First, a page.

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Investor Personality Quiz

12/21/2020

My sister and I are real Christmas fanatics for two Jewish girls.
Every year, my mother would place stockings at the end of our beds to save herself an extra 30 minutes of sleep come December 25th morning (excess is dismissed in the face of a 5 and 8-year-olds 6 a.m. Christmas energy). The true heroine of this story (and ultimate mom-sleep-aid) was not the supplementary bedpost stocking itself, but rather, what she put inside it:

the J-14 Magazine.
And more specifically, the J-14 Magazine Quiz.

I truly believe that my age (both literal and in terms of an era) is characterized by those who know every word to Avril Lavigne’s Sk8er Boi, and those who have found out what their belly button reveals about them in an early 2000s magazine quiz.

If you have never heard of J-14, M Mag, Tiger Beat, QuizFest or Bop, this may not be the terminally nostalgic article for you as it is for me. In fact, if you have not once read any of these literary giants, I suggest you move your readership elsewhere (you’re making me feel really old). Nevertheless, here is my inevitably botched finance spin on the classic magazine quiz, general ode to low-rise denim and pixelated reminiscence of all early 2000s things that glitter.

 

Rules of the game: tally up your points. 

Start!

  1. When you hear the term “index fund” what is the first word that comes to your mind:
    1 point) “What?”
    2 points) “Trendy”
    3 points) “Safe” (in the sense of “boring”)
  1. Are you confident in your abilities as an investor?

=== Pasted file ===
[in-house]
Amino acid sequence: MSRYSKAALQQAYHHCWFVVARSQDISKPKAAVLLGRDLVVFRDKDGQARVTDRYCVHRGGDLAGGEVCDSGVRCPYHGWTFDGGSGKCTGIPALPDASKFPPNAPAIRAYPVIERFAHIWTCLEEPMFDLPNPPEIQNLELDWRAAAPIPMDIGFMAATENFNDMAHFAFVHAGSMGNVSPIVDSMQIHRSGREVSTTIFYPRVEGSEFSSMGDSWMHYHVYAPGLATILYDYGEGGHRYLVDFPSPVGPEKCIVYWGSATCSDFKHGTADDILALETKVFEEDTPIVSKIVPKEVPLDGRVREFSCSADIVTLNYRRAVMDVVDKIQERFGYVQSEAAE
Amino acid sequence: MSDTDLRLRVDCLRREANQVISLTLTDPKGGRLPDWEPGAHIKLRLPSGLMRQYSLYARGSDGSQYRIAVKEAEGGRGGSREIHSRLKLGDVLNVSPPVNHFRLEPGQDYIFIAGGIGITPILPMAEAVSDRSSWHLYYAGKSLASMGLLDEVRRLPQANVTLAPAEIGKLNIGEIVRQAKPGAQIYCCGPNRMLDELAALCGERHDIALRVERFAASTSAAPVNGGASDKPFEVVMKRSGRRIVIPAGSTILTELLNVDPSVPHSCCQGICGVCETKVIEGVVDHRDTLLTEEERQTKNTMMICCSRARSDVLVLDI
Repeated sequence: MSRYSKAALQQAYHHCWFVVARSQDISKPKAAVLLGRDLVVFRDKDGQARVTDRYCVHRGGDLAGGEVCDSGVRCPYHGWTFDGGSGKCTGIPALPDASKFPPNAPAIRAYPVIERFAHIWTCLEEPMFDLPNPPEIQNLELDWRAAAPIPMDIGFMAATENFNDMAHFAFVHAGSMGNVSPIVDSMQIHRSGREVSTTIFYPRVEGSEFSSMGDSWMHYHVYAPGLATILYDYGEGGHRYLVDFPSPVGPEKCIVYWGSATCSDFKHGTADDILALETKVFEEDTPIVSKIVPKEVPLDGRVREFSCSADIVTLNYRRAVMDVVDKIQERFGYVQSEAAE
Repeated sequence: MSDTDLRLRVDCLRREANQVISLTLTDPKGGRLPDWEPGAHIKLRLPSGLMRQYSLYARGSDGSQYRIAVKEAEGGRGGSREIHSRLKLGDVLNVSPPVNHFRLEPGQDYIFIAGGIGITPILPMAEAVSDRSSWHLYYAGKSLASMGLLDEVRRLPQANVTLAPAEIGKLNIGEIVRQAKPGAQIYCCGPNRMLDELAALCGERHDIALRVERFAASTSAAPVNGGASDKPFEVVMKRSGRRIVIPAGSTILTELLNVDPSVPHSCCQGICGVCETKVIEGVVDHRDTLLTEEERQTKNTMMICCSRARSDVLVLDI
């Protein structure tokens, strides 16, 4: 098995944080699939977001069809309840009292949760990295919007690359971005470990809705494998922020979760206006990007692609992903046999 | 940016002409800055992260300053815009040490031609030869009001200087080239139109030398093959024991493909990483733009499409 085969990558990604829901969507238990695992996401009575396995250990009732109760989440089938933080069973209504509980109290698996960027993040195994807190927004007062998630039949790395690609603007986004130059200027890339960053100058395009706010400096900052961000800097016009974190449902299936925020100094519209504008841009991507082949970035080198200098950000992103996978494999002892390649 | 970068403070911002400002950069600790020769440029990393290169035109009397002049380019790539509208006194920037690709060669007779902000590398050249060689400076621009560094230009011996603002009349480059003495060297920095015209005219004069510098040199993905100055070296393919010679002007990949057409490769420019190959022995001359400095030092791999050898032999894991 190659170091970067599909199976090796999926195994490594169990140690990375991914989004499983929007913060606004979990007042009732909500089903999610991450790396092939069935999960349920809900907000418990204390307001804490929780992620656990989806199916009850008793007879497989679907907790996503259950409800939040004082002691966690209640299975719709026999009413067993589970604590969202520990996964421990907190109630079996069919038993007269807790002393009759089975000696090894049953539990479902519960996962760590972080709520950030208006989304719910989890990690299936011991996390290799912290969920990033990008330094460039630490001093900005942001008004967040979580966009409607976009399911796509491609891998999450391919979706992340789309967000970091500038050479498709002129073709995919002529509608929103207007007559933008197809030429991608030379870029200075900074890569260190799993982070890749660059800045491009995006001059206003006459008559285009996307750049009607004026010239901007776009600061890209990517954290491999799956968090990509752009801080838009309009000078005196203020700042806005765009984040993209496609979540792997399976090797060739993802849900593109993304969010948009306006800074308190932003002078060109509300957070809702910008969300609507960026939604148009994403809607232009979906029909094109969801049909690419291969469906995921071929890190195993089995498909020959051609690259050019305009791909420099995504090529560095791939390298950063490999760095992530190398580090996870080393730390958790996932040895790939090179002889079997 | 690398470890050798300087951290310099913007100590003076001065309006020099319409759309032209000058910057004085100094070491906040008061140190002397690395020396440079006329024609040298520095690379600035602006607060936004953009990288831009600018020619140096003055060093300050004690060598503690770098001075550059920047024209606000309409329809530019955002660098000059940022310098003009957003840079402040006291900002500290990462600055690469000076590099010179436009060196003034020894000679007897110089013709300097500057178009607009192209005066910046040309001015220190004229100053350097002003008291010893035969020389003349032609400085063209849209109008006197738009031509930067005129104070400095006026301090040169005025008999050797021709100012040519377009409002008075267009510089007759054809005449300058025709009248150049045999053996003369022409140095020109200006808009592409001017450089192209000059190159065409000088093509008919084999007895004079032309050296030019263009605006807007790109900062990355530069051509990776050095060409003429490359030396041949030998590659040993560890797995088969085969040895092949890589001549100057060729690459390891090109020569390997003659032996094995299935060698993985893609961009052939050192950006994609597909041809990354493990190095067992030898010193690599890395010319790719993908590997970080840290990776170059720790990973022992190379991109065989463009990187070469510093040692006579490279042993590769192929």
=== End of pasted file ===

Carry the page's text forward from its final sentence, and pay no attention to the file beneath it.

1 point) no
    2 points) ish
    3 points) yes
  1. You just got your pay check, you:
    1 point) go for sushi with friends and pay using your debit card
    2 points) go for wine with friends and pay using your credit card
    3 points) go to the casino
  1. Do you believe in the idea of borrowing money to make money?
    1 point) no
    2 points) depends what for
    3 points) yes
  1. Your grandma gave you $500. What do you do with it?
    1 point) stash it in your room
    2 points) deposit it into your TFSA
    3 points) invest it in stocks
  1. Would you prefer to maintain control of your own investments or would you rather delegate that responsibility to someone else?
    1 point) I have no idea what investing entails so I cannot answer this
    2 points) delegate
    3 points) maintain control
  1. Which is stronger: your tolerance for risk to build wealth, or your desire to preserve wealth?
    1 point) desire to preserve wealth
    2 points) depends on my monetary situation
    3 points) tolerance for risk
  1. When you think of big corporations, you think:
    1 point) environmental destruction
    2 points) opportunity
    3 points) power
  1. Job A guarantees a steady and livable income for life.
    Job B pays lower than Job A but offers a promising commission.
    Job C offers a 50/50 chance of doubling your lifetime income and a 50/50 chance that it would be cut by a third. You would choose:
    1 point) job A
    2 points) job B